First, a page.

“This is going to be a corporately-owned store. My input to Family Dollar was the fake clapboard siding and the pitched roof,” he said, later adding that the roof would be constructed from metal so that it would last longer and the vinyl siding would also have a longer lifespan.

“Most Family Dollars are not very attractive,” he said.

“We should have come here with a design of the landscaping so you could get a more realistic view. The shrubbery is going to be attractive. We do have that in our budget,” he said.

“It is going to look almost exactly like Aubuchon,” he said.

Rogers countered his comment, saying, “It is one notch below. Then, there will be the next notch below.”

The catch-22 before the planning board is that it can make requests to have the exterior of new businesses adhere to the comprehensive plan; however, there is nothing in the town’s ordinances to legally mandate the board’s requests.

According to Naples Code Enforcement Officer (CEO) Renee Carter, the concepts outlined in the comprehensive plan are what residents strive for. But, there are no set standards or ordinances that govern the appearance of a proposed business building.

Likewise, the board’s request to have the access roads paved is simply a request. There is not an ordinance in writing that would control whether an access road is created from asphalt or maintained gravel.

“It (the access road) needs to be usable right away,” Anton said.

Simpson asked for a clarification if the right-of-way needed to be paved.

CEO Carter answered, “It doesn’t say it has to be paved. There are no standards.”

Anton acknowledged her statement.

“Right, but we’d like to see it paved,” he said.

Simpson said that request would add to the company’s construction costs.

The proposed access for Family Dollar would be the existing Aubuchon entrance, according to Engineer Trainor. The Maine Department of Transportation (MDOT) has granted the project and entrance permit to continue to use Aubuchon’s entrance from Route 302, he said. The parking lot would have 25 parking spaces, two of which would be for handicapped drivers.

Another point of discussion was landscaping, and both the board and audience members weighed in on the topic.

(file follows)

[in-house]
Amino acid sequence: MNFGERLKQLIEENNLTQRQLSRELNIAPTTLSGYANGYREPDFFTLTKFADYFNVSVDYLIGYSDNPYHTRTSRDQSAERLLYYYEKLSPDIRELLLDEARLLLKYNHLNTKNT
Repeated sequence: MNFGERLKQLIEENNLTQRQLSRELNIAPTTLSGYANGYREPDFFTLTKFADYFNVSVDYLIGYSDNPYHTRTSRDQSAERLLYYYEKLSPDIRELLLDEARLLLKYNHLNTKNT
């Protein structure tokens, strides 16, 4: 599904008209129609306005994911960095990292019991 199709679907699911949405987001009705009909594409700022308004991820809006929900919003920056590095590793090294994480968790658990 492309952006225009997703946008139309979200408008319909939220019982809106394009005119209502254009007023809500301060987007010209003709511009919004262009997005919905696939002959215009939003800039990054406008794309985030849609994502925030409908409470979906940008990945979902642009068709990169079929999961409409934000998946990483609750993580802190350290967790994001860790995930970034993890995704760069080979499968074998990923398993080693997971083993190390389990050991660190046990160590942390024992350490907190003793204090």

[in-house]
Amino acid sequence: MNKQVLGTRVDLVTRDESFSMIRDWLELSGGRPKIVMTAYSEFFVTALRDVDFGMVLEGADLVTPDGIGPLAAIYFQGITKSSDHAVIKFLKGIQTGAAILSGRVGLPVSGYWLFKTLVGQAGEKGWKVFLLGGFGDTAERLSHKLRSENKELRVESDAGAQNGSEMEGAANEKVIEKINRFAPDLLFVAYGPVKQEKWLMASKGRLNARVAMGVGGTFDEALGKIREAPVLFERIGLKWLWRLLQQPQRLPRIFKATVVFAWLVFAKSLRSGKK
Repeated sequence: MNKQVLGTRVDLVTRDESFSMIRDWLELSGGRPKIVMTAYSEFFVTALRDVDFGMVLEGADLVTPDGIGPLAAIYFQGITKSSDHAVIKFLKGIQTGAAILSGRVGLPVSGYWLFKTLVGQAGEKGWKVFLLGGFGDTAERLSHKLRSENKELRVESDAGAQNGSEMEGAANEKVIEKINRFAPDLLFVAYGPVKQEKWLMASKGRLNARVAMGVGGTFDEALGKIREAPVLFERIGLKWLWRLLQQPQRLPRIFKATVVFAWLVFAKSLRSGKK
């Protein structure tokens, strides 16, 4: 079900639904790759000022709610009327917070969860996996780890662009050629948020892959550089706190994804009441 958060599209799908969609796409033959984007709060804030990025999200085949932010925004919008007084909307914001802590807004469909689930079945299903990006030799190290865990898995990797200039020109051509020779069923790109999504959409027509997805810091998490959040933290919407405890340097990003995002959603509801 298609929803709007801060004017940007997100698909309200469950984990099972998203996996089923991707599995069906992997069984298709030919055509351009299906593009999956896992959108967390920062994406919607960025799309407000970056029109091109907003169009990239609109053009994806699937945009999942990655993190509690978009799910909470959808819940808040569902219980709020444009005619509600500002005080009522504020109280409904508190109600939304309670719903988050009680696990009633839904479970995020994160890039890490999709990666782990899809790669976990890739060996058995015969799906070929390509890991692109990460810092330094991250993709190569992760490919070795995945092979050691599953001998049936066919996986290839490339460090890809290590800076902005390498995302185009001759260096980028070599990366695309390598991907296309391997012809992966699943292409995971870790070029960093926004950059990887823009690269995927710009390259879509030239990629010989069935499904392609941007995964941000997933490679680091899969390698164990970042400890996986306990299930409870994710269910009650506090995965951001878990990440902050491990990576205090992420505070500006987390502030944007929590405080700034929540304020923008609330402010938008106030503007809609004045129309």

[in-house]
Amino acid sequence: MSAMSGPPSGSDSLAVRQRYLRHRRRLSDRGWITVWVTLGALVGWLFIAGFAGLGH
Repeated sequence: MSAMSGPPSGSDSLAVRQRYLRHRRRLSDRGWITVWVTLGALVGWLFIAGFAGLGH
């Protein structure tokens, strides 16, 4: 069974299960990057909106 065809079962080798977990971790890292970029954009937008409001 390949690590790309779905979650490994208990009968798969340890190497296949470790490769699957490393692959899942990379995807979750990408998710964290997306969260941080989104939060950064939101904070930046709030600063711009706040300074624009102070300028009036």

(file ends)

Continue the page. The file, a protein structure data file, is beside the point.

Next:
According to the sketches, there will be a 15x6-foot garden bed in the front of the building.

“At this time, there are no landscaped trees in front. A buffer is not required. Based on the parking lot location, putting trees in the drainage or within a certain distance of right-of-way was not our intention,” Trainor said.

Currently, all the area that is not building, pavement, or parking lot will be lawn, he said.

Audience member Darrin Rogers, of CareTake America, asked if there was a way to plant any trees toward the right-of-way.

“I am seeing pretty stark roadside frontage. Aubuchon was required to plant trees because they have about four or five of them. They are actually going to grow and look good after a while,” Rogers said.

Simpson agreed to the idea of more foliage.

“If the board wants more trees, we could do that,” he said.

Board member Rogers said, “It would be nice to have trees.”

Simpson said it was doable as long as the trees did not block signage and create a public safety hazard.

‘It would take quite a bit of trees to block the signs,” Rogers said.

Chairman Anton consulted the board members, “Assuming they come back with additional landscaping for trees, will that please the board?”

There was a round of nods from the planning board.

Although Simpson asked for preliminary approval contingent on completing portions of the application, the board voted unanimously to table the application until it next meeting on April 1.